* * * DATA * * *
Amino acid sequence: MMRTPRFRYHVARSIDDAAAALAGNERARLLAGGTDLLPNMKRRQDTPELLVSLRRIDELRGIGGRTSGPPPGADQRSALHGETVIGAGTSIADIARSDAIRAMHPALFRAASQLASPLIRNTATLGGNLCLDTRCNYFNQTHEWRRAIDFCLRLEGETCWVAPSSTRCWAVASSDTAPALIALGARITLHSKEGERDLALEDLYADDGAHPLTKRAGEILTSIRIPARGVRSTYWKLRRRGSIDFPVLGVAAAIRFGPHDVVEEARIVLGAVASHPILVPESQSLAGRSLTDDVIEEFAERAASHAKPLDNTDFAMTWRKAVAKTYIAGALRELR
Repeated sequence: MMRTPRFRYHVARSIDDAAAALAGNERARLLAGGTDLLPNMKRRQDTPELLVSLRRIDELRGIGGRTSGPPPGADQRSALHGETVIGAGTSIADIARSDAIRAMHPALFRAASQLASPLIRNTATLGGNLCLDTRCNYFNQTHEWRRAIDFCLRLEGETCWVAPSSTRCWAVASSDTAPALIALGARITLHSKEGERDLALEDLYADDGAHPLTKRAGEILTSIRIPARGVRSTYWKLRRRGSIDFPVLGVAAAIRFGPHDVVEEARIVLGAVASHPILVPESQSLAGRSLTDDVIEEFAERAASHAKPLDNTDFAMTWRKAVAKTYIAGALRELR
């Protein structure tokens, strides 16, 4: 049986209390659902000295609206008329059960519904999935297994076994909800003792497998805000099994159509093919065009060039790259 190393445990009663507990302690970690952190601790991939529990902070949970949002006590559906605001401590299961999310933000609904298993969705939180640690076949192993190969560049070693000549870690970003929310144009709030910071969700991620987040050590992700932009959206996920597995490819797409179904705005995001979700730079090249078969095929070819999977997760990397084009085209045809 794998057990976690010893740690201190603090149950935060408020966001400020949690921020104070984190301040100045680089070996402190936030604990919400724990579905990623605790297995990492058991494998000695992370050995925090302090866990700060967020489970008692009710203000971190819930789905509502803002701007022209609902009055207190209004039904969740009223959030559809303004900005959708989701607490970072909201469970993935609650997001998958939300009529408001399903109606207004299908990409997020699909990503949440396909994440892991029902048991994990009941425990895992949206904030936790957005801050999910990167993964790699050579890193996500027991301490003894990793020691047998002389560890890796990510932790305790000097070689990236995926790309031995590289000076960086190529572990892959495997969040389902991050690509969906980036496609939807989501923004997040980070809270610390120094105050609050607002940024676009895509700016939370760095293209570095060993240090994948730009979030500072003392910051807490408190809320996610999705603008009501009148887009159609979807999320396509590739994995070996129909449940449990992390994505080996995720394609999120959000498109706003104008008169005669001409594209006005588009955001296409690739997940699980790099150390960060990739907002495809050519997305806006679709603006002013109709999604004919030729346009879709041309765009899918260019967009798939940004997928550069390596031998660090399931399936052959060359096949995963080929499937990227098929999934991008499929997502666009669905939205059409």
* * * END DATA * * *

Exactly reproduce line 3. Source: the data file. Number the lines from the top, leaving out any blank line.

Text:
């Protein structure tokens, strides 16, 4: 049986209390659902000295609206008329059960519904999935297994076994909800003792497998805000099994159509093919065009060039790259 190393445990009663507990302690970690952190601790991939529990902070949970949002006590559906605001401590299961999310933000609904298993969705939180640690076949192993190969560049070693000549870690970003929310144009709030910071969700991620987040050590992700932009959206996920597995490819797409179904705005995001979700730079090249078969095929070819999977997760990397084009085209045809 794998057990976690010893740690201190603090149950935060408020966001400020949690921020104070984190301040100045680089070996402190936030604990919400724990579905990623605790297995990492058991494998000695992370050995925090302090866990700060967020489970008692009710203000971190819930789905509502803002701007022209609902009055207190209004039904969740009223959030559809303004900005959708989701607490970072909201469970993935609650997001998958939300009529408001399903109606207004299908990409997020699909990503949440396909994440892991029902048991994990009941425990895992949206904030936790957005801050999910990167993964790699050579890193996500027991301490003894990793020691047998002389560890890796990510932790305790000097070689990236995926790309031995590289000076960086190529572990892959495997969040389902991050690509969906980036496609939807989501923004997040980070809270610390120094105050609050607002940024676009895509700016939370760095293209570095060993240090994948730009979030500072003392910051807490408190809320996610999705603008009501009148887009159609979807999320396509590739994995070996129909449940449990992390994505080996995720394609999120959000498109706003104008008169005669001409594209006005588009955001296409690739997940699980790099150390960060990739907002495809050519997305806006679709603006002013109709999604004919030729346009879709041309765009899918260019967009798939940004997928550069390596031998660090399931399936052959060359096949995963080929499937990227098929999934991008499929997502666009669905939205059409």